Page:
Information for the Art Investor

How to commission a new artwork

The opportunity to create a sculpture, to commission an entirely new work, is a unique occurrence. For most organisations, institutions and individuals this is an opportunity that will present itself only once in several generations.  This is a chance to create a symbol that refects and embodies your values, your mission and purpose; that considers your history and articulates your vision for the future.

The resultant artwork will remain as a public symbol for a community or organisation for many decades. Bronzes last for hundreds of years.

The two factors of longevity and creating a public statement – make the choice of sculptor and of style, a decision that must be made with care and consideration. This is best achieved through being well informed and closely involved on every level, throughout the creative process.

As a studio we are strongly committed to best practise in the Arts industries in Australia. When good outcomes are achieved by any of our colleagues it affects the positive reputation of our whole sector.   The following guidelines are intended to assist your organisation and community through the unique process of commissioning sculpture.

1: Choose a professional sculptor

You would not employ a plumber to fix a car engine. Post modernism in the artworld has seen a trendy shift toward employing painters, jewellers and ceramicists to produce large scale sculpture. Figurative sculpture in particular suffers when amateurs are employed for major projects.

Structural anatomy, the dynamics of gesture, the subtleties of expression, and multi-profiling, are areas that take many years of practise to refine to perfection. Skin is the surface contour of volume. A sculptor who can capture the sense of volume as well as the dynamic of movement will captivate the imagination of the viewer.

Like a classical musician who still practises scales – a good figure sculptor will produce dozens of figure studies each year that are never intended to be completed. This practise builds competence and expertise.

Sculptors whose main area of practise is abstract form rather than figurative work, often do not have enough figurative expertise and experience, to resolve sculpted figures on a large scale. If in doubt ask to see a back catalogue of the artists work – or visit their studio to observe the kind of sculpture they are producing.

Choose an artist who actively engages with your concepts and vision, who is prepared to negotiate, to communicate, and who has strong understanding of the human figure, of contemporary figurative sculpture across the world and of the dynamics of gesture.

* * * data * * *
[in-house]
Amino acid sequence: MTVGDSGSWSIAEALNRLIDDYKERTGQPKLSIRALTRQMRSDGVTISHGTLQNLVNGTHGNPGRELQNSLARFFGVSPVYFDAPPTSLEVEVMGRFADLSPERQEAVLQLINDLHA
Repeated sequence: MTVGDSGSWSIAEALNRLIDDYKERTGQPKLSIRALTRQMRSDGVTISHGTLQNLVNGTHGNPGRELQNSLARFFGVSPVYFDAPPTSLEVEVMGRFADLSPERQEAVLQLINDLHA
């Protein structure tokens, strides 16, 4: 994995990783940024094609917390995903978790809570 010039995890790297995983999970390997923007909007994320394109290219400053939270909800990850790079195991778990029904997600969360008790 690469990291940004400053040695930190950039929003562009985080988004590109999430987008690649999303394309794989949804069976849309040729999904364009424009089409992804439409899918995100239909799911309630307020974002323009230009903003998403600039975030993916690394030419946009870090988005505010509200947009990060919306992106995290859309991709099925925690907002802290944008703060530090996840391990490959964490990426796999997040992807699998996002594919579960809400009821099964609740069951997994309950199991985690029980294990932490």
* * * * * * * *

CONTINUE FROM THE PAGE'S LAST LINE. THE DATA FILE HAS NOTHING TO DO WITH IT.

(please refer to 3; stylistic considerations)

2. Why sculpture?

To use sculpture as an interpretive insight means the unfolding of the history, concerns and interests of the community, in an accessible visual format.
Sculpture captivates a different centre in the imaginative function of a child to the brightly coloured, moving image. Children will relate with warmth to sculpture while
they often will not glance twice at a painting. Touch-ability / tactile aspects are
important to children. Physical form in space evokes stability and assurance.
The evocative power of a sculpture is in the actual presence of a three dimensional form as it occupies space.
A still-point in the world, sculpture provides a point of reflection in a world that moves very rapidly. Sculpture’s capacity to convey messages is subtle but powerful. It is a subtle message, repeated over time.

3. Stylistic considerations


A figure sculpture is read at a distance and in a single glance. This first reading is all important. It carries the message, the emotional impact and the primary metaphor of the sculpture.  The message should be clear and unequivocal.
Movement and gesture in a work is the most complex part of a trained sculptor’s design work. Carefully executed, the movement will imply a continuousness, so that the viewer’s mind will automatically imagine the next moment, the next “filmic frame” of the sequence. This instinctive engagement is important to keeping the viewer interested enough to look at the sculpture longer, to explore the subject in more depth, at it’s captured still-point.
Reference; – war Memorial Washington, the image of the men putting up the flag. That compressed energy. We all know that at the next second it will click upright and into place. Already the image has captured our active imagination, before beginning to discuss the other layers of meaning like war/peace, communal effort, struggle, and its own specific history of time and place.

By contrast with this powerful work, in recent years I have encountered a lot of new sculpture that struggles to engage an audience. Work that stops at the skin and carries no further message. When a sculpture has nowhere to go in it’s next frame, the work becomes passive and the viewer is less engaged on the instinctive level.

Melodrama – where a work is staged at the end point of an extreme emotion, has the opposite effect. By overloading the emotional metaphor the work will become less real, it will ring hollow and the public will tend to dismiss or ignore it.

Embodied art: The classical tradition is to sculpt the figure completely before sculpting the clothes over the form. This technique gives a powerful articulation to the figure.
I deliberately work in the tradition of the old masters when sculpting the figure, no shortcuts. I work from life models for any larger sculptures. The body is hand sculpted precisely, as a completely unclad form, before any details of clothes are modelled into place. It may seem a strange thing to do, to spend time sculpting a figure, when all that shows after robing is the ankles, the hands and the face, but it is the only way to achieve a sense of veracity in a sculpture. Any small movement will change all sorts of details in a figure. For instance; stretch out your hand with palm upwards, then twist your upturned palm inwards, note how every muscle down your arm rolls with it. The elbow, even the shoulder will change.